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or their deliverance, than elsewhere, though basking in the sunshine of favor.
I said I was glad to be in Boston once more.
I am—though Boston has, it is true, used me somewhat roughly, in days that are past.
I am—for here I see once more the people.
In England I have seen dukes, and marquises, and earls, and royalty itself, in all the hereditary splendor of an ancient monarchy, surrounded with luxury and pomp, and the people impoverished and oppressed to sustain it all; but here, in New England, one looks for such inequality in vain.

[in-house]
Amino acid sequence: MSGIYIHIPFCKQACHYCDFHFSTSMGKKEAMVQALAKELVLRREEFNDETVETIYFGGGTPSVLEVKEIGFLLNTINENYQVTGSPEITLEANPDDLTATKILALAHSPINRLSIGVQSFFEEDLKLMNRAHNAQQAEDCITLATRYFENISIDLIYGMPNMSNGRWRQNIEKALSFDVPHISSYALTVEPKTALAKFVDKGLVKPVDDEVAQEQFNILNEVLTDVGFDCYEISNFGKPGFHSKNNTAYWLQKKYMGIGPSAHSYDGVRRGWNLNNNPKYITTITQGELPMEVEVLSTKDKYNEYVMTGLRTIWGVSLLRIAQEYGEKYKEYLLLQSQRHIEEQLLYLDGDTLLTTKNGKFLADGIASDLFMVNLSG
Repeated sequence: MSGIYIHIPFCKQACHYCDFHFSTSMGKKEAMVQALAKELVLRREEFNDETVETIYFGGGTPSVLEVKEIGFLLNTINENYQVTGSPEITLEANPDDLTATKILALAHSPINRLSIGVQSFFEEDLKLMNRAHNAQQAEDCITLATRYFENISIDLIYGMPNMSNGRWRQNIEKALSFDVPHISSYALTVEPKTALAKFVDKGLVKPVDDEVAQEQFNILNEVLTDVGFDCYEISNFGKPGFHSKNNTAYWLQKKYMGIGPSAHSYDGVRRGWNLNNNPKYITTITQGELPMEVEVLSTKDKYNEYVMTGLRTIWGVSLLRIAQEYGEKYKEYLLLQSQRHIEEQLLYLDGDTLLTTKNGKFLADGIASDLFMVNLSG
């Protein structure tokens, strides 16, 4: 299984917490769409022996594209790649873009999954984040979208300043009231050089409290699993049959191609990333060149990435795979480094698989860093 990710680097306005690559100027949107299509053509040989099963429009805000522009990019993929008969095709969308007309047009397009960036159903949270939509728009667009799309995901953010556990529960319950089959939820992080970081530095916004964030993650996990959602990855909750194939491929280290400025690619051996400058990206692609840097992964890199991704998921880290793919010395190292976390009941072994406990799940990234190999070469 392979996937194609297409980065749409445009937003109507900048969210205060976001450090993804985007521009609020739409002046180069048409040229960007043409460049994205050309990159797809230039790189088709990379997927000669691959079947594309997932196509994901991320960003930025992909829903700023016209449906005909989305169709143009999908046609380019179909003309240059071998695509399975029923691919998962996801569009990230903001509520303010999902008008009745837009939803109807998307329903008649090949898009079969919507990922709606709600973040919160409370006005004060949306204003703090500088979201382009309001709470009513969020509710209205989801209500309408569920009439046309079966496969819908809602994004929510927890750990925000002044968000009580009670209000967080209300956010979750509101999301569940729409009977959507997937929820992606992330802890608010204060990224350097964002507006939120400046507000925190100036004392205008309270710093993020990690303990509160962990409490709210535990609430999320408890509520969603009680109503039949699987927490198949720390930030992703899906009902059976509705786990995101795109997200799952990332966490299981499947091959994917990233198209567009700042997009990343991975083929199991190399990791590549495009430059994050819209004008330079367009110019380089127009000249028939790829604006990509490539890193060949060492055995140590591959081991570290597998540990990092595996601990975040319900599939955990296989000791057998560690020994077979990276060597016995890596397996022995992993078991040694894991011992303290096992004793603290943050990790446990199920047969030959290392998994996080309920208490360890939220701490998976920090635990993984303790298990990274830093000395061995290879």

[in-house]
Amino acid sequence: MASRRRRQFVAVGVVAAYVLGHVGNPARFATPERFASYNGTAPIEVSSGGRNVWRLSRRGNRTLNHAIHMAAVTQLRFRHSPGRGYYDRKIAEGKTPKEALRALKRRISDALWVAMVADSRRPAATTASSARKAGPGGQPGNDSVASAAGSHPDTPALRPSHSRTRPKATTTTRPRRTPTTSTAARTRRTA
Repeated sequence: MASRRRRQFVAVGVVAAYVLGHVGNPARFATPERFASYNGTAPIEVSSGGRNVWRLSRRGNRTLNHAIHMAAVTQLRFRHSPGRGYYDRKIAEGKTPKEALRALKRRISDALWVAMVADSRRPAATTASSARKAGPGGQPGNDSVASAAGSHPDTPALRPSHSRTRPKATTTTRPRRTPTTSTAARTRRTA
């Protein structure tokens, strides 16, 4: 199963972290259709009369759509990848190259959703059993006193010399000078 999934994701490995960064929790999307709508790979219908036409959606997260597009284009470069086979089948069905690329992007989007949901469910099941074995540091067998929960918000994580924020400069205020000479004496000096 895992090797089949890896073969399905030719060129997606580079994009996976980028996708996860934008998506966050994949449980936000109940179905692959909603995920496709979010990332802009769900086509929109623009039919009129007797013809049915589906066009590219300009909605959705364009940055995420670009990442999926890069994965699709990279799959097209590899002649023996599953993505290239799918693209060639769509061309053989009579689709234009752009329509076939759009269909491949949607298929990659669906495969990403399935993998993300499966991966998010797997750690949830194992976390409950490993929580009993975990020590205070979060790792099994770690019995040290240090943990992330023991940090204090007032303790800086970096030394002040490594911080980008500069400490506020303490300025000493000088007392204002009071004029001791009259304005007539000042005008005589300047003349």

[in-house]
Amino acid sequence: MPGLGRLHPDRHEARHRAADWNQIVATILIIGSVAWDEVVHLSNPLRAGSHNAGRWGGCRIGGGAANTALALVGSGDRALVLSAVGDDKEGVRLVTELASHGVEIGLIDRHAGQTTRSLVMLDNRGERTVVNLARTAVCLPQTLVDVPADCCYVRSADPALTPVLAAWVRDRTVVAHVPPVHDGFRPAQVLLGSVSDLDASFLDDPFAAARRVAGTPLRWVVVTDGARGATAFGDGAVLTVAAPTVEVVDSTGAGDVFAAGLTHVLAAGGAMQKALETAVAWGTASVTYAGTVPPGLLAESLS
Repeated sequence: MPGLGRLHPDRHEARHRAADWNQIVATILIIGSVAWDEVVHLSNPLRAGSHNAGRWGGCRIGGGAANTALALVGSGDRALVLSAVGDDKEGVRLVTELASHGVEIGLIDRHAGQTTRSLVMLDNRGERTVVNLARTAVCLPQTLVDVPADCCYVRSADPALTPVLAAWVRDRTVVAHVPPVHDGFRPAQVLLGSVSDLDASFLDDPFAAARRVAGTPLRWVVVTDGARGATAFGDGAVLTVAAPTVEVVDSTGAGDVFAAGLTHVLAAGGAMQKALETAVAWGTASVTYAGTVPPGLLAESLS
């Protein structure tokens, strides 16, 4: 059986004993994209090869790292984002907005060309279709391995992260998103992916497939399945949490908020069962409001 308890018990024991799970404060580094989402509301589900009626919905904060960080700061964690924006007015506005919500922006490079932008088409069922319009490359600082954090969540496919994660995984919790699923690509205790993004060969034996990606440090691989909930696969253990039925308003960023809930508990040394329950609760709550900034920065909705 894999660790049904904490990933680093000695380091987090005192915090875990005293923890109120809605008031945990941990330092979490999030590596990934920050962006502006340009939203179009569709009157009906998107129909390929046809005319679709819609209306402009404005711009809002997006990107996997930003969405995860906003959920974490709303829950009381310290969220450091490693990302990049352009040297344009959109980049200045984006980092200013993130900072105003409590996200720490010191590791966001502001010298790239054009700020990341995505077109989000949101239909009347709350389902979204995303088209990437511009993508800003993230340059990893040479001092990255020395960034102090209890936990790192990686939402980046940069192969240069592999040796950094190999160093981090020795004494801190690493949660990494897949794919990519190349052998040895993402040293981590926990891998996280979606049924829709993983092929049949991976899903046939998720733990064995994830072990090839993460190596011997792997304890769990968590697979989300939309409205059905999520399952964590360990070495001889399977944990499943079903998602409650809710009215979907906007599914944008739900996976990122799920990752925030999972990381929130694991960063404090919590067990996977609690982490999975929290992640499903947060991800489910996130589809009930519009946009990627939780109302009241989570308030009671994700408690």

Yet I have had no reason personally to speak ill of the nobility.
I have to make grateful acknowledgment of much kindness and attention from them.
But I want to see them invested in their own nobility alone.
I want them to be the noblemen of nature.
But here are the people!
And oh, how would my heart leap if my thoughts might stop here.
True, there are here no such institutions, civil or ecclesiastical, as there weigh heavily on the peopl